After more than a century of use as a weapon of racial terror and genocide, lynching is poised to be recognized as a federal hate crime. Over the past century, more than 200 similar bills have been introduced, but with the legislation’s unanimous passage in the United States Senate yesterday, the Emmett Till Anti-Lynching Act is now one signature short of declaring that weaponized racial terror has no place in this country.
The term lynching conjures an image of a rope hastily thrown over a tree limb in the South, but the brutality of this act was far more diverse and far more widespread. For more than a century, white supremacists have used it to publicly brutalize and terrorize communities in an effort to intimidate Black Americans into accepting they are unworthy of humanity. The human toll exceeds 4,000 souls. The psychological toll exceeds six generations.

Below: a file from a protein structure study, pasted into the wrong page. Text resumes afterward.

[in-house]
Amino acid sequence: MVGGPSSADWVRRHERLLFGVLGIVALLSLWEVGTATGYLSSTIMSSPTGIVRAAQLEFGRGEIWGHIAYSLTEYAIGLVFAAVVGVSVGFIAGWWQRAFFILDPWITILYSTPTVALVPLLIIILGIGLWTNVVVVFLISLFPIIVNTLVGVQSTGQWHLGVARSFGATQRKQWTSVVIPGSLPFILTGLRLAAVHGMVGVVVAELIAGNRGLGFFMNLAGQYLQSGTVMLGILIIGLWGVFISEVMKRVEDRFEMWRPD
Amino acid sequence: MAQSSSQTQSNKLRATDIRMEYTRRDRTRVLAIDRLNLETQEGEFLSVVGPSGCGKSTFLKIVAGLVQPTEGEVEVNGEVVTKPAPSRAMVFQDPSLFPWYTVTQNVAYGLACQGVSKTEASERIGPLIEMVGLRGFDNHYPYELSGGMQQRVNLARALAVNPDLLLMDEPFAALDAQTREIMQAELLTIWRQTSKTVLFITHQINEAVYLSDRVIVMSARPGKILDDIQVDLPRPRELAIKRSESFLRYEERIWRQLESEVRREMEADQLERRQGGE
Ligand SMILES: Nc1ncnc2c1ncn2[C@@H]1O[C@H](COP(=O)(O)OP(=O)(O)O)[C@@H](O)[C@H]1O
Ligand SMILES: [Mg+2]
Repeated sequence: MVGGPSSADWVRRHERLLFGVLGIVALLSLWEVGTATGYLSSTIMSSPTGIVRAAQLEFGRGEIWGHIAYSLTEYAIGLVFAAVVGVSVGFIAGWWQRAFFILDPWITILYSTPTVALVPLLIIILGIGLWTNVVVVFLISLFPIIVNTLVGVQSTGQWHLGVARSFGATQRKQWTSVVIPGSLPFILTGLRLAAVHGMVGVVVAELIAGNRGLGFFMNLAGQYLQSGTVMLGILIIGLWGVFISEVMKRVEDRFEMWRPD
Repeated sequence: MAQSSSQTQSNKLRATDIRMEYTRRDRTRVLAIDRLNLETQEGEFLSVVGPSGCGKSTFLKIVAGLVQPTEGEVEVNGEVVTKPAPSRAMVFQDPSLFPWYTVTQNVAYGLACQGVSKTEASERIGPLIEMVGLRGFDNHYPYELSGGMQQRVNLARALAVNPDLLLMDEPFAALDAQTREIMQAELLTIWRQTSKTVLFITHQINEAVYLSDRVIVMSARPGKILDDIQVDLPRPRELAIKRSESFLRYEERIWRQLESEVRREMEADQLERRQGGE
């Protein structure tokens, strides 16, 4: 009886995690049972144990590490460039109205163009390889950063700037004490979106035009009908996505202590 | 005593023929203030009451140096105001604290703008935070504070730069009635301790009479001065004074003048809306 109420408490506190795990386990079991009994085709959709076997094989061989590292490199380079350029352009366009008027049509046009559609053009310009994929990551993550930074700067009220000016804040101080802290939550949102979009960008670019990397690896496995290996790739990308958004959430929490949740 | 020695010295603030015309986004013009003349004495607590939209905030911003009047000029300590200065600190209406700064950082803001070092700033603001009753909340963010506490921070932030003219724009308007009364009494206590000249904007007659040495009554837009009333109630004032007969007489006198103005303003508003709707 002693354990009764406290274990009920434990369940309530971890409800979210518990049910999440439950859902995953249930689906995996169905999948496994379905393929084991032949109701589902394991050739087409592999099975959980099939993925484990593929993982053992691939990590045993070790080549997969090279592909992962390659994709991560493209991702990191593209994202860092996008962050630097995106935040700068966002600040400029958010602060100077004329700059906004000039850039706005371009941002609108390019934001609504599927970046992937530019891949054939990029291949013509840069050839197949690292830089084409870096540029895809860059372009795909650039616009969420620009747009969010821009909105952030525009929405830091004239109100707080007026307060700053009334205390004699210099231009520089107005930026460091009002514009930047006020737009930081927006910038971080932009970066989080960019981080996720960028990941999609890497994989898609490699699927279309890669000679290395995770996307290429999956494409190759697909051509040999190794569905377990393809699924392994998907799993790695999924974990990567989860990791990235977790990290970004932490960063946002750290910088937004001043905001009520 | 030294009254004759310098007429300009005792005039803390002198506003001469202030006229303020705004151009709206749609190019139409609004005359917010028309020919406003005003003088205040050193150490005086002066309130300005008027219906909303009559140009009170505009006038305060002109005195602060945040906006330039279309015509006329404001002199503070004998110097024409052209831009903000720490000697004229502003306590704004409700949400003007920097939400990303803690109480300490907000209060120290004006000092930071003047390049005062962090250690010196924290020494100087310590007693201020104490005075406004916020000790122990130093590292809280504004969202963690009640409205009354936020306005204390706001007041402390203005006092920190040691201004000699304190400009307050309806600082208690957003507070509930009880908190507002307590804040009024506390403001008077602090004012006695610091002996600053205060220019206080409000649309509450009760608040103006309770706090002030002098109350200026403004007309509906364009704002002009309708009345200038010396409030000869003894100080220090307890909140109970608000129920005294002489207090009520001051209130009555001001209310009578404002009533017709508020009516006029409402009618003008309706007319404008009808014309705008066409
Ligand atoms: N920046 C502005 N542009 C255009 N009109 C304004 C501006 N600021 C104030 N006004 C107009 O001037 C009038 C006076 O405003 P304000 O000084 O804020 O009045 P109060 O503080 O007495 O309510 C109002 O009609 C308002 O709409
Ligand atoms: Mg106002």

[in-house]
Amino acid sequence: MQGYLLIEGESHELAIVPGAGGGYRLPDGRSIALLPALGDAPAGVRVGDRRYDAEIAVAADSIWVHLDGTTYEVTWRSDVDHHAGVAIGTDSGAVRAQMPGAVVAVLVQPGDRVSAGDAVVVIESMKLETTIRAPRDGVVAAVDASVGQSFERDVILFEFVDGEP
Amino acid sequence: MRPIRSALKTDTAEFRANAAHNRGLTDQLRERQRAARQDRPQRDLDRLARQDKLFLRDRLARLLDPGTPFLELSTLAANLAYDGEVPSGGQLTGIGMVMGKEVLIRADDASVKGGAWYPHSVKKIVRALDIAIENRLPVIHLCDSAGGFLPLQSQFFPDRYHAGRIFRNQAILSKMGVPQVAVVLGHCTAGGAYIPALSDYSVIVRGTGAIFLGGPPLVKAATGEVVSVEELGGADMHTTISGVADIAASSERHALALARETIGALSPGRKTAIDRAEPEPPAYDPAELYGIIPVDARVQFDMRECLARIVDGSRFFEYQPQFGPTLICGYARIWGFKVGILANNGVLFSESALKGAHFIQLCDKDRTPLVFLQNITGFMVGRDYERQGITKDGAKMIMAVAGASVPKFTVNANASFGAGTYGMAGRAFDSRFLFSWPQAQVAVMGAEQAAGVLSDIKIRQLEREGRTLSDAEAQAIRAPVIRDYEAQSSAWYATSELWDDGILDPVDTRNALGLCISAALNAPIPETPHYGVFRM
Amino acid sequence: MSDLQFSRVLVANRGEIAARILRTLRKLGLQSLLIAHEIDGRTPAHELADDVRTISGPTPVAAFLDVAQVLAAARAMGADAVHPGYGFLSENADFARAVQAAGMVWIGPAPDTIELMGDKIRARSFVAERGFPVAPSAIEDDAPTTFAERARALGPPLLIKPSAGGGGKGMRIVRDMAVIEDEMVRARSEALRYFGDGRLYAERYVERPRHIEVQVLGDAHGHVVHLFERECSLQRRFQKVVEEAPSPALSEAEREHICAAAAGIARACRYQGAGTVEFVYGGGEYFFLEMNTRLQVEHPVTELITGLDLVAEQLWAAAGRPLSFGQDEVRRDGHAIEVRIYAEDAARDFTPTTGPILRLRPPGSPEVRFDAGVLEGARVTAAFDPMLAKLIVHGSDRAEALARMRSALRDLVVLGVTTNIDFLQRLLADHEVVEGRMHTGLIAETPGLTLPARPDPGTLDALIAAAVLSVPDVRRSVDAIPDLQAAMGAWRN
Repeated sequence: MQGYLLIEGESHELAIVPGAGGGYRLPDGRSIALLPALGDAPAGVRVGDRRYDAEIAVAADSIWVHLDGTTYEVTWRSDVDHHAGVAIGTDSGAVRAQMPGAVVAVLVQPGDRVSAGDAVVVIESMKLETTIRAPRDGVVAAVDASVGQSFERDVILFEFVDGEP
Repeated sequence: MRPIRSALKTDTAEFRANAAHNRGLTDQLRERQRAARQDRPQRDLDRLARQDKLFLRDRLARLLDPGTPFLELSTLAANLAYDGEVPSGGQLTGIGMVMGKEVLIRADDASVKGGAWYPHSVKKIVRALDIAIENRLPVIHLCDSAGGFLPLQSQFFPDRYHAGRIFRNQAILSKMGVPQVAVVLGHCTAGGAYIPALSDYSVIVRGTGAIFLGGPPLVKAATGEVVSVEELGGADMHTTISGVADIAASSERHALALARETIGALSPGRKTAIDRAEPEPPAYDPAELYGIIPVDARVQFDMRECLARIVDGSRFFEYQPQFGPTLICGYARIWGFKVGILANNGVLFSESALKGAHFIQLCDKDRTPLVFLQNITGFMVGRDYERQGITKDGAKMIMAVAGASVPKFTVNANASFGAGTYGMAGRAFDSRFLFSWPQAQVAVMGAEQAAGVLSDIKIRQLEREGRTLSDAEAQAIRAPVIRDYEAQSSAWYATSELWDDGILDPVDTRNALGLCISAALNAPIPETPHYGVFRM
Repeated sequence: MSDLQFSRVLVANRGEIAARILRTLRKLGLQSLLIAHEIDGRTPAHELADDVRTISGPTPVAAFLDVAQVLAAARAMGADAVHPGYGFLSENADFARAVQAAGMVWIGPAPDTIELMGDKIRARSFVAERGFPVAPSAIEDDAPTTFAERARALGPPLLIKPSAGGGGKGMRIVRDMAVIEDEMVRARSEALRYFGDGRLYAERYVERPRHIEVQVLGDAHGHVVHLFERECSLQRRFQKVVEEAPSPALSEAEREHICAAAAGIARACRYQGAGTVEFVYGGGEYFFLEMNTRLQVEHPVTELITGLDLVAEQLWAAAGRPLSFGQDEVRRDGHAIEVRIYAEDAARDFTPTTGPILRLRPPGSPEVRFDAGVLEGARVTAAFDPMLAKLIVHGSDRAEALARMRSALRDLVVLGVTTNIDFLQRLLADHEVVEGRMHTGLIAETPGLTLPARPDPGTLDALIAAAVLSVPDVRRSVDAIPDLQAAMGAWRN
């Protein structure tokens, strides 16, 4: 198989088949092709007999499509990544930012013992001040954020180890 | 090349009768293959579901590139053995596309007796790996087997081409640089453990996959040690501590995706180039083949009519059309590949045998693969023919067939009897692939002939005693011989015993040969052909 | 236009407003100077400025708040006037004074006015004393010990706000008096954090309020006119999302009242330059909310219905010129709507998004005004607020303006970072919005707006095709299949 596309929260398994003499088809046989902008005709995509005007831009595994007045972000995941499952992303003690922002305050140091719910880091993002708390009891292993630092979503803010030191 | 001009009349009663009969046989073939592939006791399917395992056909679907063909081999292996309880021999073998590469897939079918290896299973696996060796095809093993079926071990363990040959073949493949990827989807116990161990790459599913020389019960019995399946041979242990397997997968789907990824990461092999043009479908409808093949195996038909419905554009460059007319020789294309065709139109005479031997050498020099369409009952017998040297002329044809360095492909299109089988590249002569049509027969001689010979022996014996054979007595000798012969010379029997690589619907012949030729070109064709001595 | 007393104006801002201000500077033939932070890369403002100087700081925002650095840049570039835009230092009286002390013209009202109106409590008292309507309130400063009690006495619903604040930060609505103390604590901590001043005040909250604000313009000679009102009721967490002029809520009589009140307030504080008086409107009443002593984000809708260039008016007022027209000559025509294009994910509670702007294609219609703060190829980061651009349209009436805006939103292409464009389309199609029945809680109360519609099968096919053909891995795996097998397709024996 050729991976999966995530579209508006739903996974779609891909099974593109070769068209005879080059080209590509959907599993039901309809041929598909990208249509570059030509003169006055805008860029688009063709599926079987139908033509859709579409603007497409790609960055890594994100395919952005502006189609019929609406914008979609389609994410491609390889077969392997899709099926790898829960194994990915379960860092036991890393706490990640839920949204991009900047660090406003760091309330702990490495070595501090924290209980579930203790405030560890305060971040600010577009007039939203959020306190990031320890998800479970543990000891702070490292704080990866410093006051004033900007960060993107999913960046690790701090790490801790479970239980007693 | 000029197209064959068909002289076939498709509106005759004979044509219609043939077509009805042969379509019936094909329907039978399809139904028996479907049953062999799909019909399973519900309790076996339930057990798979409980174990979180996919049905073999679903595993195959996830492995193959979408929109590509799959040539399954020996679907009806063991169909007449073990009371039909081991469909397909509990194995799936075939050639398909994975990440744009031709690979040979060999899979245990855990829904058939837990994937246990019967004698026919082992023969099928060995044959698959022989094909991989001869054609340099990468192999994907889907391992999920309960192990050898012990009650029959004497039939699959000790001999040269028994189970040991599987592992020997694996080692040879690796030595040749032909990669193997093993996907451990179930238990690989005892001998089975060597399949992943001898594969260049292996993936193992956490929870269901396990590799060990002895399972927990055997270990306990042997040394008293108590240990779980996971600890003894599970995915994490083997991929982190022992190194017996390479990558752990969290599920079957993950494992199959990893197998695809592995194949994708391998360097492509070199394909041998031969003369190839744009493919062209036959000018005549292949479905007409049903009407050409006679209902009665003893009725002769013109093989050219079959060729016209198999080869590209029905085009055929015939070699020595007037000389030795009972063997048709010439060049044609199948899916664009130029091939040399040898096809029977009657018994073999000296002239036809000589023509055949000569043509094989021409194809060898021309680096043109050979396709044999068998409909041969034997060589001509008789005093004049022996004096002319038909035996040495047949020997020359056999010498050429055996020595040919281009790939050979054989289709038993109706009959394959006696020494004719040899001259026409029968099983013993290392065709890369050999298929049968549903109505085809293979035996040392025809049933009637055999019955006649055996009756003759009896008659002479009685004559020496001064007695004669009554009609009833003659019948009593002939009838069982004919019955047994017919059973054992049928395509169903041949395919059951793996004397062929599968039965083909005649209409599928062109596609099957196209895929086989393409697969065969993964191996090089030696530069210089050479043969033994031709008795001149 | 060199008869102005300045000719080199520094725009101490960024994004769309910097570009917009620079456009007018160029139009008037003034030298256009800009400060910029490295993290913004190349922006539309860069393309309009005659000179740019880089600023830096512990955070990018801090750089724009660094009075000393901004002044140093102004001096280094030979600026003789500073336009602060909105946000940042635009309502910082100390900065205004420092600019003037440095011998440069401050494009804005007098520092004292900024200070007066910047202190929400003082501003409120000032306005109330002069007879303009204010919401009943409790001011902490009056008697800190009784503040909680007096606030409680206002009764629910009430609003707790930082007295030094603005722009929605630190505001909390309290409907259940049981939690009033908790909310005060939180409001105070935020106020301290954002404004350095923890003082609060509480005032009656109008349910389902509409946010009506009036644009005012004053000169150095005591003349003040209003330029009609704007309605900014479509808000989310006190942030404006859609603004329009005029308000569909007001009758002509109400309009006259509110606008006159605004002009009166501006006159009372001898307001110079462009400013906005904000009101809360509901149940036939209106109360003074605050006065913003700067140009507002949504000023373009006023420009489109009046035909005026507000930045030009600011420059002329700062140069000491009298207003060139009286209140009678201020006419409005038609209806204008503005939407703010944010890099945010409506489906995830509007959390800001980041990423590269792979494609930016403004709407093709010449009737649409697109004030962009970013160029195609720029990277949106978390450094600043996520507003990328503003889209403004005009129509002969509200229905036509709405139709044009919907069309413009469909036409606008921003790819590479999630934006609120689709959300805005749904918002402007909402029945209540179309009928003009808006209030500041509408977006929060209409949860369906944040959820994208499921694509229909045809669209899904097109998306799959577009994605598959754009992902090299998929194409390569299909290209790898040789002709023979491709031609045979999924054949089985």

Until we all accept the value of each human, until we secure inclusive freedom for all, Black Americans and marginalized communities will never find peace. But the Emmett Till Anti-Lynching Act brings us closer to justice for all. It acknowledges a long, dark chapter in our nation’s history. And though it cannot atone for the sins of our past, this legislation can rededicate us in our commitment that all people are created equal and are guaranteed the inalienable rights of life, liberty and the pursuit of happiness.
The National Underground Railroad Freedom Center applauds Congress for this affirmation of our nation’s principles, and we celebrate the legislation’s namesake, Emmett Till, who once again has catalyzed a nation toward justice.